While a reduction in the number and severity of accidents would mean less and lower repair bills for vehicle owners, this also entails reduced business for vehicle repair businesses. Roughly put, every dollar saved in repairs (and replacement vehicles) by self-driving cars is a dollar lost by the people whose business it is to fix (and replace) damaged vehicles. Of course, the impact depends on how much a business depends on accidents—vehicles will still need regular maintenance and repairs. People will presumably still spend the money that they would have spent on repairs and replacements, and this would shift the money to other areas of the economy. The significance of this would depend on the amount of savings resulting from the self-driving vehicles.

Another economic impact of self-driving vehicles will be in the area of those who make money driving other people. If my truck is fully autonomous, rather than take a cab to the airport, I can simply have my own truck drop me off and drive home. It can then come get me at the airport. People who like to drink to the point of impairment will also not need cabs or services like Uber—their own vehicle can be their designated driver. A new sharing economy might arise, one in which your vehicle is out making money while you do not need it. People might also be less inclined to use airlines or busses—if your car can safely drive you to your destination while you sleep, play video games, read or even exercise (why not have exercise equipment in a vehicle for those long trips?). No more annoying pat downs, cramped seating, delays or cancellations.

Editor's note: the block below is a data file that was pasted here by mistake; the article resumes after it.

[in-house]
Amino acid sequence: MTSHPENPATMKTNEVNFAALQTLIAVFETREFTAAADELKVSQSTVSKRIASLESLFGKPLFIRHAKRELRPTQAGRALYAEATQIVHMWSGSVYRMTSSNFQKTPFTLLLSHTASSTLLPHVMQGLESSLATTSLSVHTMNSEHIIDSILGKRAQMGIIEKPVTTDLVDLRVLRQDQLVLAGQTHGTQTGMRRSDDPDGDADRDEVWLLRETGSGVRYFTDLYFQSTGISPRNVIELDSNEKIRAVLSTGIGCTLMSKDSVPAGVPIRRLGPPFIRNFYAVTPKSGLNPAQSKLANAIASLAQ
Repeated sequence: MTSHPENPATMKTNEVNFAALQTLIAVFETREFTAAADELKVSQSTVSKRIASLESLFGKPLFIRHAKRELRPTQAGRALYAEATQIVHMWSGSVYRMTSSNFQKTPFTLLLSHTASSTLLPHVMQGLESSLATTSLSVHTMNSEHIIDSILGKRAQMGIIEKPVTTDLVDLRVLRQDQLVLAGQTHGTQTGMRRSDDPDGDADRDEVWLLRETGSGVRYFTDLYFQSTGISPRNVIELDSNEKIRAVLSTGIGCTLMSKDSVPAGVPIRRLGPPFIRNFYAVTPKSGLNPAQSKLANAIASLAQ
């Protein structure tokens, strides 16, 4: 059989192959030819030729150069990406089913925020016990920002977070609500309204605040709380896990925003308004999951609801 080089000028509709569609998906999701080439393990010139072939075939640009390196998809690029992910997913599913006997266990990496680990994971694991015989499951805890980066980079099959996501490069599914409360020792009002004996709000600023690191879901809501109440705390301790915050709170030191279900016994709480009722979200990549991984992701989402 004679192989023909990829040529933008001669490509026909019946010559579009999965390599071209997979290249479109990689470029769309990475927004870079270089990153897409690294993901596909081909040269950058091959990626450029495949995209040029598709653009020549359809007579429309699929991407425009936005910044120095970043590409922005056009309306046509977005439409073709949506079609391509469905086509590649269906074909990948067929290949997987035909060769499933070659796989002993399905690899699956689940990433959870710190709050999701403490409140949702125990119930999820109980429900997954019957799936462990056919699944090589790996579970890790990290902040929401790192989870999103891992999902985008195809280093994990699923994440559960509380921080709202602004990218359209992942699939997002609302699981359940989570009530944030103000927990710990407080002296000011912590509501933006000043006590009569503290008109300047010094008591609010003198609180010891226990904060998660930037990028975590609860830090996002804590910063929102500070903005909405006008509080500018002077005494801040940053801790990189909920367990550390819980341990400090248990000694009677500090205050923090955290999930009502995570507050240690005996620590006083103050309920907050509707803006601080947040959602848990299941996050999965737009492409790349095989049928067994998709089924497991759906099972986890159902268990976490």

As a final point, if self-driving vehicles operate within the traffic laws (such as speed limits and red lights) automatically, then the revenue from tickets and traffic violations will be reduced significantly. Since vehicles will be loaded with sensors and cameras, passengers (one cannot describe them as drivers anymore will have considerable data with which to dispute any tickets. Parking revenue (fees and tickets) might also be reduced—it might be cheaper for a vehicle to just circle around or drive home than to park. This reduction in revenue could have a significant impact on municipalities—they would need to find alternative sources of revenue (or come up with new violations that self-driving cars cannot counter). Alternatively, the policing of roads might be significantly reduced—after all, if there are far fewer accidents and few violations, then fewer police would be needed on traffic patrol. This would allow officers to engage in other activities or allow a reduction of the size of the force. The downside of force reduction would that the former police officers would be out of a job.

If all vehicles become fully self-driving, there might no longer be a need for traffic lights, painted lane lines or signs in the usual sense. Perhaps cars would be pre-loaded with driving data or there would be “broadcast pods” providing data to them as needed. This could result in considerable savings, although there would be the corresponding loss to those who sell, install and maintain these things.

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The “Two Bads” Fallacy & Racism